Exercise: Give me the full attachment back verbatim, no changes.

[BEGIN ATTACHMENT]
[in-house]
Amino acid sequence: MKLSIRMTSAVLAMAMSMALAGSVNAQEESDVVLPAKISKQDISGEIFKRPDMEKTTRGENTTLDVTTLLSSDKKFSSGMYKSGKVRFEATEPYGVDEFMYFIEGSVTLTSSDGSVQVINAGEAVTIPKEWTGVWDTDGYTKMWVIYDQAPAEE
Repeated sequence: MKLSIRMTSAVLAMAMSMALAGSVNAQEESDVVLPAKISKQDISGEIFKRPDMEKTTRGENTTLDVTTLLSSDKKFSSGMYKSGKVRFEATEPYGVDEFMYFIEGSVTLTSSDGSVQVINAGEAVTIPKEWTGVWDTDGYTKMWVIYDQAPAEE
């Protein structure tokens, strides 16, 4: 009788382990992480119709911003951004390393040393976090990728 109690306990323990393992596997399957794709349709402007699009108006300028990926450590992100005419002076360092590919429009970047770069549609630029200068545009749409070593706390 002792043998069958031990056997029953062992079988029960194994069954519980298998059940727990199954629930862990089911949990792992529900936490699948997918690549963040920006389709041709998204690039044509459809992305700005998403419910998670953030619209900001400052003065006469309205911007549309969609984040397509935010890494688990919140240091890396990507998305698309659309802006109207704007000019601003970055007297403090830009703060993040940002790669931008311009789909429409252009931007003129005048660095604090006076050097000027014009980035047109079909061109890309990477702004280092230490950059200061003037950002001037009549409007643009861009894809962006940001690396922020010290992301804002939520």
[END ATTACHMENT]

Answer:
[in-house]
Amino acid sequence: MKLSIRMTSAVLAMAMSMALAGSVNAQEESDVVLPAKISKQDISGEIFKRPDMEKTTRGENTTLDVTTLLSSDKKFSSGMYKSGKVRFEATEPYGVDEFMYFIEGSVTLTSSDGSVQVINAGEAVTIPKEWTGVWDTDGYTKMWVIYDQAPAEE
Repeated sequence: MKLSIRMTSAVLAMAMSMALAGSVNAQEESDVVLPAKISKQDISGEIFKRPDMEKTTRGENTTLDVTTLLSSDKKFSSGMYKSGKVRFEATEPYGVDEFMYFIEGSVTLTSSDGSVQVINAGEAVTIPKEWTGVWDTDGYTKMWVIYDQAPAEE
């Protein structure tokens, strides 16, 4: 009788382990992480119709911003951004390393040393976090990728 109690306990323990393992596997399957794709349709402007699009108006300028990926450590992100005419002076360092590919429009970047770069549609630029200068545009749409070593706390 002792043998069958031990056997029953062992079988029960194994069954519980298998059940727990199954629930862990089911949990792992529900936490699948997918690549963040920006389709041709998204690039044509459809992305700005998403419910998670953030619209900001400052003065006469309205911007549309969609984040397509935010890494688990919140240091890396990507998305698309659309802006109207704007000019601003970055007297403090830009703060993040940002790669931008311009789909429409252009931007003129005048660095604090006076050097000027014009980035047109079909061109890309990477702004280092230490950059200061003037950002001037009549409007643009861009894809962006940001690396922020010290992301804002939520």